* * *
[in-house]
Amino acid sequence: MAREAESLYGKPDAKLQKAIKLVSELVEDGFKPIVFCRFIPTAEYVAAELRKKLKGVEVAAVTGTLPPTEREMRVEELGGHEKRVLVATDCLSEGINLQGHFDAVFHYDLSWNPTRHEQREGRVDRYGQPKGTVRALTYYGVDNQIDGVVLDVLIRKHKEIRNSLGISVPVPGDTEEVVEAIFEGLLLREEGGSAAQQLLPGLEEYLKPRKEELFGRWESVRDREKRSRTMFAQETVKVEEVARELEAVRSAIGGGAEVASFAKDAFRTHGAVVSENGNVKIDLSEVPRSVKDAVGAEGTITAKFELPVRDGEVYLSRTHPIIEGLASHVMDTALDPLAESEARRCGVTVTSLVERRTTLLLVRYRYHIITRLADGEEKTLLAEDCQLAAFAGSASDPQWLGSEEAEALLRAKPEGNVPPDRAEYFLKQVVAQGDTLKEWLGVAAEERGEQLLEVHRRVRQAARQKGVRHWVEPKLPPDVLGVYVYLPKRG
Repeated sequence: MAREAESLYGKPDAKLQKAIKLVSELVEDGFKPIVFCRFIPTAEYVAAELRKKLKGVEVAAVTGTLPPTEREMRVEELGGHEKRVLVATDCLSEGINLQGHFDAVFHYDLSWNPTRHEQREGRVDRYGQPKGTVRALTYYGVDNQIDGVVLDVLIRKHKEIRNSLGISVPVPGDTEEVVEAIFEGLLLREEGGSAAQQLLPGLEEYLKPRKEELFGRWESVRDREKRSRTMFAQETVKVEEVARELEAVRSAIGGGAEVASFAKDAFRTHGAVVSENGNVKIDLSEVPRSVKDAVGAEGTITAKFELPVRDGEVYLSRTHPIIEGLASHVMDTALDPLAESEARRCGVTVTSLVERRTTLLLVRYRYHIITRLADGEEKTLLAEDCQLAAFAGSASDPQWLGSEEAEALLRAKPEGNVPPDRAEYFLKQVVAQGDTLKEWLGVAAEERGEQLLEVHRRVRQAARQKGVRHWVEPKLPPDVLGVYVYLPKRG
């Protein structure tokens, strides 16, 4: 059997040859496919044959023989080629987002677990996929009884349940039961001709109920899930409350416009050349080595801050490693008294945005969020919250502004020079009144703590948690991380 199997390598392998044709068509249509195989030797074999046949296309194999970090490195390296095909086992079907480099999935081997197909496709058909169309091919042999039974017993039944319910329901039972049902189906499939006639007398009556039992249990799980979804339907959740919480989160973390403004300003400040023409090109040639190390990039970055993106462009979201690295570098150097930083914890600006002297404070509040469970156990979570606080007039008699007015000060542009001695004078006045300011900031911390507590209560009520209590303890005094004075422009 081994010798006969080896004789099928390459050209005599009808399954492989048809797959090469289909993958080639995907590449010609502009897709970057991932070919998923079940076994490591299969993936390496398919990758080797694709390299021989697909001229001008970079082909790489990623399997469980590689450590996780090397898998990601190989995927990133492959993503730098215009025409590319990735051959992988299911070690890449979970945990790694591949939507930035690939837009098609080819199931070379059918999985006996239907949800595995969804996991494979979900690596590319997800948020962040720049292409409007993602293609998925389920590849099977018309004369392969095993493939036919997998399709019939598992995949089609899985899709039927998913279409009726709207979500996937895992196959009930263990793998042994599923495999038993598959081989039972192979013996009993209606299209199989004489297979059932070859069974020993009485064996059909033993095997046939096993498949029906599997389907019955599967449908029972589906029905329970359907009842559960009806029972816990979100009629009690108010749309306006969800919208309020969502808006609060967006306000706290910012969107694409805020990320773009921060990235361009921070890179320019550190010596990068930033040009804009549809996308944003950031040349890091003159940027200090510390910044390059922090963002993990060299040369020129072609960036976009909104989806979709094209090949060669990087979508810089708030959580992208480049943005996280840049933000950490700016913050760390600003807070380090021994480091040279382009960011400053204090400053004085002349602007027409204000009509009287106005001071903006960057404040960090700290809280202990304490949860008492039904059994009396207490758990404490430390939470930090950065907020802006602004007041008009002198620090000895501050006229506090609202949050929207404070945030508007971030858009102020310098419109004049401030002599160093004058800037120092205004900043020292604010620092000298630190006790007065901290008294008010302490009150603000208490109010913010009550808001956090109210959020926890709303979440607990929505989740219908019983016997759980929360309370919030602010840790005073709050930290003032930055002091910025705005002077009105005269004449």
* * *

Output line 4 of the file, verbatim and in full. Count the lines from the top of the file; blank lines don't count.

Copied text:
């Protein structure tokens, strides 16, 4: 059997040859496919044959023989080629987002677990996929009884349940039961001709109920899930409350416009050349080595801050490693008294945005969020919250502004020079009144703590948690991380 199997390598392998044709068509249509195989030797074999046949296309194999970090490195390296095909086992079907480099999935081997197909496709058909169309091919042999039974017993039944319910329901039972049902189906499939006639007398009556039992249990799980979804339907959740919480989160973390403004300003400040023409090109040639190390990039970055993106462009979201690295570098150097930083914890600006002297404070509040469970156990979570606080007039008699007015000060542009001695004078006045300011900031911390507590209560009520209590303890005094004075422009 081994010798006969080896004789099928390459050209005599009808399954492989048809797959090469289909993958080639995907590449010609502009897709970057991932070919998923079940076994490591299969993936390496398919990758080797694709390299021989697909001229001008970079082909790489990623399997469980590689450590996780090397898998990601190989995927990133492959993503730098215009025409590319990735051959992988299911070690890449979970945990790694591949939507930035690939837009098609080819199931070379059918999985006996239907949800595995969804996991494979979900690596590319997800948020962040720049292409409007993602293609998925389920590849099977018309004369392969095993493939036919997998399709019939598992995949089609899985899709039927998913279409009726709207979500996937895992196959009930263990793998042994599923495999038993598959081989039972192979013996009993209606299209199989004489297979059932070859069974020993009485064996059909033993095997046939096993498949029906599997389907019955599967449908029972589906029905329970359907009842559960009806029972816990979100009629009690108010749309306006969800919208309020969502808006609060967006306000706290910012969107694409805020990320773009921060990235361009921070890179320019550190010596990068930033040009804009549809996308944003950031040349890091003159940027200090510390910044390059922090963002993990060299040369020129072609960036976009909104989806979709094209090949060669990087979508810089708030959580992208480049943005996280840049933000950490700016913050760390600003807070380090021994480091040279382009960011400053204090400053004085002349602007027409204000009509009287106005001071903006960057404040960090700290809280202990304490949860008492039904059994009396207490758990404490430390939470930090950065907020802006602004007041008009002198620090000895501050006229506090609202949050929207404070945030508007971030858009102020310098419109004049401030002599160093004058800037120092205004900043020292604010620092000298630190006790007065901290008294008010302490009150603000208490109010913010009550808001956090109210959020926890709303979440607990929505989740219908019983016997759980929360309370919030602010840790005073709050930290003032930055002091910025705005002077009105005269004449």